More than 100 Illinois education officials attended a free seminar at Illinois State University to learn about best practice school safety planning and sexual abuse prevention from members of Indiana Insurance’s Safety Advantage Network, a group of specialists that supplement existing school loss prevention services.
Indiana Insurance, an insurer of schools throughout the Midwest and a member of Liberty Mutual Group, is hosting Safer Schools Seminars within its six state territory to make schools aware of the additional steps they can take to improve overall school and student safety and crisis preparedness.
Recognizing the ongoing societal problems of school violence and sexual abuse, Indiana Insurance presented Michael Dorn, founder of Safe Havens International. a non-profit organization dedicated to helping schools around the world internalize school safety expertise. Heather Harvey, with Childhelp’s Good Touch-Bad Touch, told attendees about the non-threatening, sexual abuse prevention curriculum for children and training for teachers, childcare professionals, and parents.
Dorn’s presentation began with a dramatic weapons concealment demonstration, showing just how easy it is for students or intruders to get deadly weapons into schools. His ensuing presentations encompassed three important areas: emergency operations planning for schools based on U.S. Department of Education and best practice models; risk and vulnerability assessments that show school administrators how to coordinate tactical site surveys of schools to identify potential risks and facilitate emergency pre-planning activities; and a powerful case study of a chronically bullied child entitled, Weakfish: Bullying Through the Eyes of a Child, which illustrates that a clear and distinct correlation exists between pervasive bullying and risk for extreme acts of violence in schools.
“As advocates for children, we all must be committed to making things happen for them rather than letting things happen to them,” said Michael Dorn. “There are far too many accidents, disruptive incidents, and acts of violence in American schools, and we continue to see the very tragic consequences of them. No school can ever be 100 percent safe, but we owe it to our students and communities to work cooperatively with law enforcement to have the best available safety plans in place.”
Safe Havens International’s polling of educators and law enforcement officials in all 50 states indicates that fewer than 10 percent of school systems have safety plans in accordance with best practice models.
“As educators and parents, we are responsible for protecting children, our most vulnerable population, both on and off school grounds,” said Heather Harvey, training specialist with Childhelp’s Good Touch-Bad Touch. “It’s critical that we empower children with the language and skills to stay safe and vocalize their personal rights, and that parents and teachers have the skill set to prevent, detect, or respond to abuse.”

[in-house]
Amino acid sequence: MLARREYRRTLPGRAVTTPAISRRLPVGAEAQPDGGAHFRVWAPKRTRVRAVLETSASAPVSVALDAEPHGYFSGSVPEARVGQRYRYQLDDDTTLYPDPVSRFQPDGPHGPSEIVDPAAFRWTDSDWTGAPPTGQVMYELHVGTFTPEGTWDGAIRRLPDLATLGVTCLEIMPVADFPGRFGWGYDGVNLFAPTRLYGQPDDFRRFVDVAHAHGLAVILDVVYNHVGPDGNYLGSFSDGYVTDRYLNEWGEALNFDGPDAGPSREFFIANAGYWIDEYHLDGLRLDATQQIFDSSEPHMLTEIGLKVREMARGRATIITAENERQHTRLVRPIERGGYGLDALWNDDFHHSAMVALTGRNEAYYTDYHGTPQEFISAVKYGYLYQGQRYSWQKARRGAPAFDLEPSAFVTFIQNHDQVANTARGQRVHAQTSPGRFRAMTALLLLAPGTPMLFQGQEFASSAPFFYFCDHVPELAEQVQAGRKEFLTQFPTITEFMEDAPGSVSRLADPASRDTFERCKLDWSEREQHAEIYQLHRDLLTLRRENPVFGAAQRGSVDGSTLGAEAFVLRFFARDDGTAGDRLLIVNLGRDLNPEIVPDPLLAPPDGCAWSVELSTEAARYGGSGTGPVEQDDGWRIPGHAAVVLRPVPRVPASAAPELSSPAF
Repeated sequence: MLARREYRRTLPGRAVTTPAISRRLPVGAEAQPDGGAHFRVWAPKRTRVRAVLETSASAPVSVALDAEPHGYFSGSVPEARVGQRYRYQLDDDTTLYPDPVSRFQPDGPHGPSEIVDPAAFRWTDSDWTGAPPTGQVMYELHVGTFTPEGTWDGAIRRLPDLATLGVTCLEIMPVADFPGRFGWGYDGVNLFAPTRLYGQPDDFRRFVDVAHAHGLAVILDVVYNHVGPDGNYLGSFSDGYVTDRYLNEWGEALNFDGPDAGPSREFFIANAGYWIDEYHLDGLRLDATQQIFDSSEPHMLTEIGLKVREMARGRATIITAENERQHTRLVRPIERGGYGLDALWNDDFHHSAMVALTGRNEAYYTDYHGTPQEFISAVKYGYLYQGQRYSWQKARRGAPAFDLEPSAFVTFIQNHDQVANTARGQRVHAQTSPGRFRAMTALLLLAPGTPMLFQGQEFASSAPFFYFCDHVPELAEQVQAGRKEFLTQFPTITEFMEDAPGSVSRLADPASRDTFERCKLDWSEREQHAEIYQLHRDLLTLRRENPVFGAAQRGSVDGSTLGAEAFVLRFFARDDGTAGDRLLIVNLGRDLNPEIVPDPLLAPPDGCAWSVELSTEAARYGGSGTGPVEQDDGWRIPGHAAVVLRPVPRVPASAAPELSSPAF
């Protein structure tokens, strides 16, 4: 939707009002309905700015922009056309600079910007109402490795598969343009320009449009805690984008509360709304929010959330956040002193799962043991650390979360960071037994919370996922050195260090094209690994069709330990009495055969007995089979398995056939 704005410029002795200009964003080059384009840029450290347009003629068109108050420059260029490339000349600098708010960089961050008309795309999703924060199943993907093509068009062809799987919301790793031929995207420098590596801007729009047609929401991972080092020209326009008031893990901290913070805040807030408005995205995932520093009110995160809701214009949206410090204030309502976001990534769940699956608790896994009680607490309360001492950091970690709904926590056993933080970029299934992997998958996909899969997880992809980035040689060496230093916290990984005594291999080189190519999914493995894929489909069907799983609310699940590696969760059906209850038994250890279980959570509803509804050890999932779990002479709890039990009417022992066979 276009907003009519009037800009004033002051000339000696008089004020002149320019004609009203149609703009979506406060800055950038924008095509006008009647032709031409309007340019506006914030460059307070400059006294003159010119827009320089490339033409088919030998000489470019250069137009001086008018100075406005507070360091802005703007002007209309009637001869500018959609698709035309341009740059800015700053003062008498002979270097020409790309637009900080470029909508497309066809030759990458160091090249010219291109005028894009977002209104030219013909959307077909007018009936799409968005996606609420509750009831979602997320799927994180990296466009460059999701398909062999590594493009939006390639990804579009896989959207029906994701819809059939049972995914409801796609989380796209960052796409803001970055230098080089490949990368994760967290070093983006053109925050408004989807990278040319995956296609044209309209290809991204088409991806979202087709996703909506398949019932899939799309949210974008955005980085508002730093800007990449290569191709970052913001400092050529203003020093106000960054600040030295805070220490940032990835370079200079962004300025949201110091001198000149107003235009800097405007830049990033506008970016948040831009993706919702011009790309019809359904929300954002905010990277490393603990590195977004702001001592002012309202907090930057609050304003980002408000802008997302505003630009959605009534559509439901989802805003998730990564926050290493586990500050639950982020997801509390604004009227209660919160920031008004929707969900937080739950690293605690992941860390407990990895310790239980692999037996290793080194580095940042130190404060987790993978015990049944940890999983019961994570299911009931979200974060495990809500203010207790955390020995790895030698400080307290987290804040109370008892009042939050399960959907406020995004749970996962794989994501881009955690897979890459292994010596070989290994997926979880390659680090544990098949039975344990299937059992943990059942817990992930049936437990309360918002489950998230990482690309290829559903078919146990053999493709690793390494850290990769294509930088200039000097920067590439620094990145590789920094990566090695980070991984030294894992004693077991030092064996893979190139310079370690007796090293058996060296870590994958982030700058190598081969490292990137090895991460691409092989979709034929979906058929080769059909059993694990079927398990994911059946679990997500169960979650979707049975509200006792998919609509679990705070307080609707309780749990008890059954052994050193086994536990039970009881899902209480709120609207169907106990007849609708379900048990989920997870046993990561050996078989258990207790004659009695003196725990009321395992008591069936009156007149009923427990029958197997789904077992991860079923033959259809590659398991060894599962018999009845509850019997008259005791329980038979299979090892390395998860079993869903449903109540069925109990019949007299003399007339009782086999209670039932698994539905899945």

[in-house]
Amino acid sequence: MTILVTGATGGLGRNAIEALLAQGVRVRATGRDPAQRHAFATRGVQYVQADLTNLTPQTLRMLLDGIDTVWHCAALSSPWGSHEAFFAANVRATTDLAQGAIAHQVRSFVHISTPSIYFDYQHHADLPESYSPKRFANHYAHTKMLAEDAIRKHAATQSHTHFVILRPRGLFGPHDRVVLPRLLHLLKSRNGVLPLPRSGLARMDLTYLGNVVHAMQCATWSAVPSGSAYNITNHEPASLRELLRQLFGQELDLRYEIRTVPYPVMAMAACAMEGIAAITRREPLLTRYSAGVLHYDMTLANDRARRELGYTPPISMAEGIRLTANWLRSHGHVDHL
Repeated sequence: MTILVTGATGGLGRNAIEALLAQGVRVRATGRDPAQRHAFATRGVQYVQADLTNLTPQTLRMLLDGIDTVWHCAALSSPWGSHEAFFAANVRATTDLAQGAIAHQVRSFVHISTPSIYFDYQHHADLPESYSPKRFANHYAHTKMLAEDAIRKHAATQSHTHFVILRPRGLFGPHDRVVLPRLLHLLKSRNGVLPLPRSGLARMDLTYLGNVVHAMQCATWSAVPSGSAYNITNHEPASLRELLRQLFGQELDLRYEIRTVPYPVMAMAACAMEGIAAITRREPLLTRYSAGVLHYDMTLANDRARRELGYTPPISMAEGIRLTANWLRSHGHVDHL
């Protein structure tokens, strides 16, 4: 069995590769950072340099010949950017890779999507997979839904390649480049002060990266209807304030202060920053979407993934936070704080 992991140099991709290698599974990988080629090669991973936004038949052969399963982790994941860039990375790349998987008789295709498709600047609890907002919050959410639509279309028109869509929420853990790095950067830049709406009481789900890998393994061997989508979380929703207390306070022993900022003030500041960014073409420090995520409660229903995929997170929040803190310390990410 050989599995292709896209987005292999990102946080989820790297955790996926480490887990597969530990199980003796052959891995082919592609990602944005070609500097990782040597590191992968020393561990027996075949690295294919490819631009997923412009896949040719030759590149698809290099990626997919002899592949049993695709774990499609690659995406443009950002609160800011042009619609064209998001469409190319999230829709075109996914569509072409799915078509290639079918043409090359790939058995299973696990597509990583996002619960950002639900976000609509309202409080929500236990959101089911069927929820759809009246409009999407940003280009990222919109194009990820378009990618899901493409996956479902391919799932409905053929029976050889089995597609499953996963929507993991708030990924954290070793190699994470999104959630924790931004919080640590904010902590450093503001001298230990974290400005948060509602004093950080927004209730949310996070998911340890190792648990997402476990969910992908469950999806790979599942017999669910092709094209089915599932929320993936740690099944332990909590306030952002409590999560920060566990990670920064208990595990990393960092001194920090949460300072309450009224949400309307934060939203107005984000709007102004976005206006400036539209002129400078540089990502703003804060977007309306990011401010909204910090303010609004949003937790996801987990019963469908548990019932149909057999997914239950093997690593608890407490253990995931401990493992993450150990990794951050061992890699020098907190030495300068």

According to research compiled by Childhelp’s Good Touch-Bad Touch, 90 percent of child molesters are not strangers to the children they abuse, and the average age of children victimized by sexual abuse is nine years old. As many as one in three girls and one in five boys are sexually abused before age 18, and only 6-12 percent of sexual abuse cases are ever reported to authorities.
Dr. Donald White, superintendent for Pekin Schools District 108, spoke to the need for schools to consistently review their safety protocols. “As a proactive school system, we work very hard to make sure that we maintain a safe environment for our students, teachers, and staff. Recognizing the scope of these very difficult and dangerous problems, it’s clear that Indiana Insurance and the districts present today share our belief that safety is a priority and improving upon what you have is an ongoing responsibility.”
Michael D. Connell, Indiana Insurance president and chief executive officer, pointed out that the resources within the newly created Safety Advantage Network extend beyond crisis prevention and intervention and also address more common day-to-day school hazards.
“Potentially hazardous facilities or equipment, such as playgrounds, gym bleachers, or shop equipment are areas where we also seek out specialists to help schools minimize risks,” said Connell. “Our Schools Program is committed to fostering and maintaining the safest school environments possible, and we intend to be part of a continuous, cooperative effort between educators, law enforcement, and the community at large.”
Seminar attendees watched as Indiana Insurance Safety Advantage Network member SawStop demonstrated its exclusive, integrated table saw blade-braking technology. Its safety system detects the difference between wood and a saw operator and retracts the blade within five milliseconds of accidental contact. According to the U.S. Consumer Product Safety Commission, table saw accidents result in more than 60,000 injuries and 3,000 amputations annually, and yield $2 billion in injury-related costs.
Source: Indiana Insurance
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